Mindfulness is becoming more aware of the present moment.

It means being “in the now.” Rather than thinking about the past or projecting into the future.

It generally involves a directing your awareness of your breathing, feeling the sensations of your body and your immediate surroundings.

Mindfulness has a long history of both religious and non religious practice. It was first made popular by Eastern religions including Hinduism and Buddhism thousands of years ago before being introduced to the West. 

More recently, the practice of mindfulness has been combined with cognitive therapy in treatments which are used to reduce stress, anxiety, and depression. The practice continues to grow in popularity as research shows the many health benefits of mindfulness.

  • Reduced Stress
  • Increased focus
  • Reduced conflict
  • Enhanced compassion
  • Increased productivity
  • Better decision-making
  • Improved emotional intelligence
  • Enhanced creativity
  • Happier people

Is mindfulness Meditation?

Mindfulness can be achieved through meditation, but you can also practice mindfulness through daily living. Focusing on the present moment and quieting your inner chatter can help you attain mindfulness.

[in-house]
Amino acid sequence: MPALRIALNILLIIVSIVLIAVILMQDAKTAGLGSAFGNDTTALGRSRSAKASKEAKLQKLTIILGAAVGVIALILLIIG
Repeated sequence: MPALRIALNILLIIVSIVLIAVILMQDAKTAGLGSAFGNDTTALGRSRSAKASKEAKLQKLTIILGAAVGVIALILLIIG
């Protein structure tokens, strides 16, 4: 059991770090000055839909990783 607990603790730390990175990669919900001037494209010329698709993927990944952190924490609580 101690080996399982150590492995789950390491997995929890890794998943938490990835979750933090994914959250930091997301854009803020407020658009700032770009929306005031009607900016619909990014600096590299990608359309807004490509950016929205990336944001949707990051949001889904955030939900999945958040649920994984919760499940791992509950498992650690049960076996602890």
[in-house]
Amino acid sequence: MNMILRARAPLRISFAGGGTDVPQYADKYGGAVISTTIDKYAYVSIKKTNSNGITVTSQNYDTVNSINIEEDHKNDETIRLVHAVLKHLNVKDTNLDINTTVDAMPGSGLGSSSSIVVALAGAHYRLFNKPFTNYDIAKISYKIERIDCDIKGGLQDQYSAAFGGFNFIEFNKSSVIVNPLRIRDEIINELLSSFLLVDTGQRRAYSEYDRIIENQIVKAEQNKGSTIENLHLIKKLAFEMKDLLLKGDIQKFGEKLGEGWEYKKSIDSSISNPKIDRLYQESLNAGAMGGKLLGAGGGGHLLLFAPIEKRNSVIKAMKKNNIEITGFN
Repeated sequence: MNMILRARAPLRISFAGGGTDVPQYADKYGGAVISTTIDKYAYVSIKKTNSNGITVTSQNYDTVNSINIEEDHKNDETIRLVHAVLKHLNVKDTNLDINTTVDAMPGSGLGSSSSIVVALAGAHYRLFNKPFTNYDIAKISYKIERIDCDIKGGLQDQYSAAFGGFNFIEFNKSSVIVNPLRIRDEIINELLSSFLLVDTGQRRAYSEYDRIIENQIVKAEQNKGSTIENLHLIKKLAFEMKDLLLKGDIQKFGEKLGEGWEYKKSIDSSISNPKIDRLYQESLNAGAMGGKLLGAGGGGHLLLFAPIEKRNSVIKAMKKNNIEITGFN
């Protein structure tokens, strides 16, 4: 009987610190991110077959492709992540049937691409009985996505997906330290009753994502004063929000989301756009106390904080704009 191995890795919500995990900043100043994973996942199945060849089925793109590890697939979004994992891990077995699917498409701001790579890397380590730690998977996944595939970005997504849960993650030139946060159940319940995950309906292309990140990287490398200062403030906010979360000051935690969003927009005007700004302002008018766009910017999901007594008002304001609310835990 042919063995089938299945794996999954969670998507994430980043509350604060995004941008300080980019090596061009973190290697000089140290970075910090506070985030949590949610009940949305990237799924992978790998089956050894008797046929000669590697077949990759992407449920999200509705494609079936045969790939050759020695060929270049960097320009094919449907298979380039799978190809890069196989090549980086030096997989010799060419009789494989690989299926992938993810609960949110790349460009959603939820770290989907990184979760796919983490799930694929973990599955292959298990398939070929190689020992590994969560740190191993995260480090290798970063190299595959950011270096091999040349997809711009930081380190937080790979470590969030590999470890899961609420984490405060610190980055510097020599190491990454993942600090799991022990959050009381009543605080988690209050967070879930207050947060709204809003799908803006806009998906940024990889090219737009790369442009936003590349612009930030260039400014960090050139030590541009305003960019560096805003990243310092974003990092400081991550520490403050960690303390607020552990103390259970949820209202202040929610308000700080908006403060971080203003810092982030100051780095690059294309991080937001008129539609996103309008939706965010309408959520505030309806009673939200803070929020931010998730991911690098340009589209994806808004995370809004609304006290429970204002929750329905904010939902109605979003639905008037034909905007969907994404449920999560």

Mindfulness Can Be Practiced ‘Anywhere’

Meditation Requires Intentional Focus such as guided (led by someone else), movement-based or that focuses on breathing and visual meditation (thinking of an image of something or someone and focusing your intention towards that image)—as well as the goal of an altered state of consciousness that connects you to your deeper inner self.

Meditation is more difficult and beginners should start slow and easy. Start with a guided meditation of no more than five to 10 minutes.

Guided meditations typically walk you through the techniques and help you understand the basics of a meditation practice. You can find guided meditations online or in meditation apps.

How to practice mindfulness

Here is the STOP acronym to practice mindfulness:

  • S: Stop what you are doing
  • T: Take a breath
  • O: Observe your thoughts
  • P: Proceed (either continue what you were doing or change course, depending on what you’ve just observed)